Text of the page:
by Jean Belisle
Six in the morning. We spent the last night at anchor hidden behind île aux Prunes on the St Lawrence River. While preparing the Lois for her trip to Montreal, a big Maersk Line boat approach us in the main channel. Our partner in Montreal, Simon Lebrun, is on board the Maersk Pallerno as a pilot for the run from Montreal to Trois Rivières. High near the pilot house he is looking at us through his binocular. Then the boat is blowing the big bass horn and we are answering with our smaller one. I am certain that everyone living in the area knows of our presence!
We are now on our way to Montreal.. As we are closing to the former Vickers shipyard, our little helper (Groupe Ocean Service-boat-No 1 )is approaching. The Vickers was the only shipyard in Canada building submarines. During the first World War, they got the contract from the Imperial Russian government for eight subs. By the time the were delivered Russian became Soviet Union. So the first Soviet subs were Montrealers!
We are now towed. Like four years ago, we discovered the strength of the current in the St Lawrence River as we come through the Port of Montreal. As we are passing the Molson brewery, I am thinking of the PS Lady Sherbrooke, the fourth steamboat of the Molson line. From 1983 to 1993 we excavated her with my late friend André Lépine. Molson boats have a very special connection with the war of 1812. The second Molson steamboat the PS Swiftsure (PS stand for paddle steamer) was the first steamboat used in military operation. She was used as a troop transport during the war.
As we pass under the Jacques-Cartier bridge, we can see a large threee masted schooner turning with her sails up. It is the Empire Sandy, who is docked in the Jacques-Cartier basin, right down the dock from where we will be.
As we safely come through the current to the Old Port, we cast off the towline from Service Boat No. 1 but they stayed not far in case we needed them again. Very nice on their part! We are now entering the Jacques-Cartier basin. The Empire Sandy is just ahead of us. Two large sailing ship entering at the same time in the basin is a very rare sight. Finally we are at our dock and suddenly it is hot, very hot, something around 90 F. And waiting for us on the dock, is Simon Lebrun. He left his big boat at Trois Rivières and rush back by car in time to welcome us in Montreal. As we have few things to do after setting our exhibit I am heading for Pointe à Callière Museum to visit the samurai show. It is excellent.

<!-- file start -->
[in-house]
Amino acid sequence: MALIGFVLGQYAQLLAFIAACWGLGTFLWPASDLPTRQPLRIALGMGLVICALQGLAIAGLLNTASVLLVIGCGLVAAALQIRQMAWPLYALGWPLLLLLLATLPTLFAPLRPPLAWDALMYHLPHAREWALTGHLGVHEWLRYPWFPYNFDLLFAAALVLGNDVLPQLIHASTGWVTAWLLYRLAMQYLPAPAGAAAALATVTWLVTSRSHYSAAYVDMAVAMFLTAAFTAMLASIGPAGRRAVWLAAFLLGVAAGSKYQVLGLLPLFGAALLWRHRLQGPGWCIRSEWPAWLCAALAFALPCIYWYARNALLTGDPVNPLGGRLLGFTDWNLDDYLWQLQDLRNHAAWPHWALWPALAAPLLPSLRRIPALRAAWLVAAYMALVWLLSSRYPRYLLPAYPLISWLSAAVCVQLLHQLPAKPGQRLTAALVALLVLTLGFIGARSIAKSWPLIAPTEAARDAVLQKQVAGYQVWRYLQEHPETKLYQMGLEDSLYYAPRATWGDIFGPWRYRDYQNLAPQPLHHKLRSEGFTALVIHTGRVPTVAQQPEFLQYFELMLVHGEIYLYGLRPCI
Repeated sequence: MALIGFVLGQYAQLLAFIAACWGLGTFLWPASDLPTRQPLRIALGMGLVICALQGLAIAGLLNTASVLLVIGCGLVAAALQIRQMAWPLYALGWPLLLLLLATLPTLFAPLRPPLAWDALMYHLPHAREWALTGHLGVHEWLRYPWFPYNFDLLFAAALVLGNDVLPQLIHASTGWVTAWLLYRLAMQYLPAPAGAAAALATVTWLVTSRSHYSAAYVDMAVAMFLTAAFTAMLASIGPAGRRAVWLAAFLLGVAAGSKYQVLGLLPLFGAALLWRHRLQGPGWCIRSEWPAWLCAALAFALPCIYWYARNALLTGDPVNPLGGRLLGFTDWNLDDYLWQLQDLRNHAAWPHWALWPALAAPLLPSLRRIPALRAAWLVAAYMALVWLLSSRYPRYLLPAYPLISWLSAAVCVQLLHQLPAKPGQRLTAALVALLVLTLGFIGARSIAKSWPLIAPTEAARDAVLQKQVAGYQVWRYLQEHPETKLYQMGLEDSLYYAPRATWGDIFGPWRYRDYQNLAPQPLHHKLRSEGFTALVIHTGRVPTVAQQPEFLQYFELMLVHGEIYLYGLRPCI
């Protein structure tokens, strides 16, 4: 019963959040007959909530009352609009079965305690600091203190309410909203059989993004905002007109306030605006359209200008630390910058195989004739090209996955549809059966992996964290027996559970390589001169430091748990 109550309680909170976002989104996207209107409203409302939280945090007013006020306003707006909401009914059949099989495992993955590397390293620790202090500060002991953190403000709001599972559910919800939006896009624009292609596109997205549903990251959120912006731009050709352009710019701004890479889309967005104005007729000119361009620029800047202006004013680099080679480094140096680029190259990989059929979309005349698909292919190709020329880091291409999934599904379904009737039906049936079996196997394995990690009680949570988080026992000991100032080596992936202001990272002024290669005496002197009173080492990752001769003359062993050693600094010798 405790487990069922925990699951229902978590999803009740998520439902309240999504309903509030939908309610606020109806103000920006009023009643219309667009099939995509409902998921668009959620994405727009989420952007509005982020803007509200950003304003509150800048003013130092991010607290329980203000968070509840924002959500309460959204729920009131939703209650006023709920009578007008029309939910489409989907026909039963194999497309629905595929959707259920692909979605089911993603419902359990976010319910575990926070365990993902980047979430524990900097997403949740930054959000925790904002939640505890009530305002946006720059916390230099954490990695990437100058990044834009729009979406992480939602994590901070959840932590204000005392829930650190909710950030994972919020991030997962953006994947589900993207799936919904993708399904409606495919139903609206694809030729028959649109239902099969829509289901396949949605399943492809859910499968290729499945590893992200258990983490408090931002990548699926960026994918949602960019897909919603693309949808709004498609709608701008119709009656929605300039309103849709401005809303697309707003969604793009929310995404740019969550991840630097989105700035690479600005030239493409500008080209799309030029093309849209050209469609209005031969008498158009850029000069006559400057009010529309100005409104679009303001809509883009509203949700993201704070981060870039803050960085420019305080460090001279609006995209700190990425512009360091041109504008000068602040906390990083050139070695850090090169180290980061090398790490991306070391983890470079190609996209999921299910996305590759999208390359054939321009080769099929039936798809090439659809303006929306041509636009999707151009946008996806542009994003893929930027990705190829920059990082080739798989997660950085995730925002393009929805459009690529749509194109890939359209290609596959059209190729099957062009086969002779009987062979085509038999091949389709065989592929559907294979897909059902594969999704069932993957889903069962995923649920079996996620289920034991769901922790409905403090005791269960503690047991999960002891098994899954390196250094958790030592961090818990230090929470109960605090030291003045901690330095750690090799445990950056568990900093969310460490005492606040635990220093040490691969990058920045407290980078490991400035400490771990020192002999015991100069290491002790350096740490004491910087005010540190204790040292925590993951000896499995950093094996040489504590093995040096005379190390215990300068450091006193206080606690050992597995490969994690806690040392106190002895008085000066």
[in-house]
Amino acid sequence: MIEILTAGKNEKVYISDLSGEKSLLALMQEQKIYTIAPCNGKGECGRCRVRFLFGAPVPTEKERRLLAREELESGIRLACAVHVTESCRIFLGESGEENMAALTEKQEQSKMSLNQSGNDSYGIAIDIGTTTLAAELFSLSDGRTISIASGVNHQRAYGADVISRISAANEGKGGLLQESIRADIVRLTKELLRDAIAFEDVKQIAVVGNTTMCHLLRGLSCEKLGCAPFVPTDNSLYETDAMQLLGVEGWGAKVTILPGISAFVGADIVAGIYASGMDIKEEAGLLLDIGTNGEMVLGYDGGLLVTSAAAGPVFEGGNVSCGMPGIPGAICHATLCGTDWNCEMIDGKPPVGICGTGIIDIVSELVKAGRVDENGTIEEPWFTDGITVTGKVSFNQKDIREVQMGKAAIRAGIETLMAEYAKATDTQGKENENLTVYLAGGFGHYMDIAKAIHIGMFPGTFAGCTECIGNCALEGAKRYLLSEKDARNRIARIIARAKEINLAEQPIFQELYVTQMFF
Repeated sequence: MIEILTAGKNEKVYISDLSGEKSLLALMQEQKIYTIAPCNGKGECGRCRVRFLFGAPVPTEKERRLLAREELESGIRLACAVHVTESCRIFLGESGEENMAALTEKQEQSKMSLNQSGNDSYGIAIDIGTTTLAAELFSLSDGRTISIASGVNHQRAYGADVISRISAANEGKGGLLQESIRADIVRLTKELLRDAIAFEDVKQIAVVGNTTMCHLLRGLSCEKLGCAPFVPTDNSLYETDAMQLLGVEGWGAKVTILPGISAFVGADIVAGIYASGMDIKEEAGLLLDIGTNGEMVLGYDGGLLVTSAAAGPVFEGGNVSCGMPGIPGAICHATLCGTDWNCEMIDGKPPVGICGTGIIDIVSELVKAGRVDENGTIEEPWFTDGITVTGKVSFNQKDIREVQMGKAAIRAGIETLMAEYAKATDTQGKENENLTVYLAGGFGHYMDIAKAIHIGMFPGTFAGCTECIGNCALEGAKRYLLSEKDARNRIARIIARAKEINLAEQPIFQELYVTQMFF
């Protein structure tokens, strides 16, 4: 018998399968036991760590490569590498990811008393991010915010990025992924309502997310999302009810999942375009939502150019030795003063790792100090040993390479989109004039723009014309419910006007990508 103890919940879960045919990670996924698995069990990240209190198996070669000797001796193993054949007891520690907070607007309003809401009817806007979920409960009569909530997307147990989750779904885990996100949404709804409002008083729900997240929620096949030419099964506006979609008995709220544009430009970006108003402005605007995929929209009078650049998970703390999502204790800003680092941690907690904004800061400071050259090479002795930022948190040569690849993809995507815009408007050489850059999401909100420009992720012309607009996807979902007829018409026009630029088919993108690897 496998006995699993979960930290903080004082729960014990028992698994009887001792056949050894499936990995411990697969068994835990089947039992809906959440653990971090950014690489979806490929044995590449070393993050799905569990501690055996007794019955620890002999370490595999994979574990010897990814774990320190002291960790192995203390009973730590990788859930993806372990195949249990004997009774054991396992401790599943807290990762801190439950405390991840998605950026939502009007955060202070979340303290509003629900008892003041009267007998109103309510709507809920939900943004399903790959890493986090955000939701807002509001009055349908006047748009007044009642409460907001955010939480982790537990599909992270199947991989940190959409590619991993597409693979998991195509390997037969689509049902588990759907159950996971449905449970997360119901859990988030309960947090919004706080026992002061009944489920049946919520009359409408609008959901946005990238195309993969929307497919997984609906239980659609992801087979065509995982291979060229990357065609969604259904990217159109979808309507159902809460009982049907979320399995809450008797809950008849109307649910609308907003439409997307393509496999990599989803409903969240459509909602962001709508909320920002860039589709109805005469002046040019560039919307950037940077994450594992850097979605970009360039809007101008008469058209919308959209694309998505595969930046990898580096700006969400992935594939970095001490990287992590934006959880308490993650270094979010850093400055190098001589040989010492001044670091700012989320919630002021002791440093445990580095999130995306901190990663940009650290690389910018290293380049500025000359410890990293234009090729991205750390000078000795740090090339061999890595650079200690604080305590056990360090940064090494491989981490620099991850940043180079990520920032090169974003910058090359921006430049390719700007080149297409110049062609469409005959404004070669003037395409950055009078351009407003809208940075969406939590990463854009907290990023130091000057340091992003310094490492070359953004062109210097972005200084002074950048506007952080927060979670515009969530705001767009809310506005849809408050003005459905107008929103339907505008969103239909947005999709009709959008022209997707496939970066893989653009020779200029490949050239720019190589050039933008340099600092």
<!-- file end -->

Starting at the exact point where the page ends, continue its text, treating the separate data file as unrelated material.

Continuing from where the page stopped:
Next day we are in business. We have a VIP reception organized by Simon Lebrun. Many important visitors are on board: the American consul in Montreal, the director of the Old Port, several politicians and Louise Potier from Pointe à Callière. Louise was long time ago part of my crew of the PS Lady Sherbrooke project.
Friday, we are now open for public boarding. They need a lot of courage to get to the boat. It is so hot and we are at the end of the dock, far from the shore. It is starting slowly and we discovered that many people think that they have to pay for visiting us. So Pierre Valiquette, one of our volunteers, go on the dock to inform people passing by that it is totally free to visit the boat. It worked perfectly and suddenly we have many more visitors. We ended up taking turns at the end of the dock, engaging visitors in discussions and urging them to visit the boat.
High above us on the pier, the famous Cirque du Soleil is presenting their newest show Amaluna. Several member of the crew were unable to resist, and attended the last presentation of the show. A handful more of the crew attend a very special presentation of the famous movie with Marlon Brando, Mutiny on the Bounty, presented on a big screen in the park across the way. It is quite special. We are sitting outside looking at the film on a large screen when suddenly Simon bring the popcorn! No good movie is complete without the taste and the smell of fresh popcorn!
As part of our stay in the Old Port, we learned about our dockmate, the Empire Sandy. Originally she was a ocean going tug built during the second world war to rescue crew of torpedoed boats. She didn’t have any rigging but she had a gun. She was converted into a sailing boat for tourist purpose. So naturally several members of the Lois crew were interested by her and were allowed to sail on her during their break from interpreting. Her bowsprit served as a kind of entrance arch for our visitors. It was really neat.
Time is running fast and it is now time to leave Montreal for Lachine on the west end of the island, just 10 miles from the Old Harbour. While we are casting off the Cirque du Soleil is dismantling his chapiteau. They too are moving today. We are now leaving the basin and the Empire Sandy is blowing her horn to salute us. We are returning the salute, both to her, and in thanks for a great stop in the Old Port.
Special Thanks to:
- Heritage Maritime Canada
- Old Port of Montreal
- Parcs Canada
- Heritage Canada
- Fasken Martineau
- Pointe a Calliere Museum
- The Empire Sandy
A recently retired professor from the Art History Department at Concordia University, Jean has been involved with LCMM for many decades. He joins us for his second year as crew aboard the Lois McClure.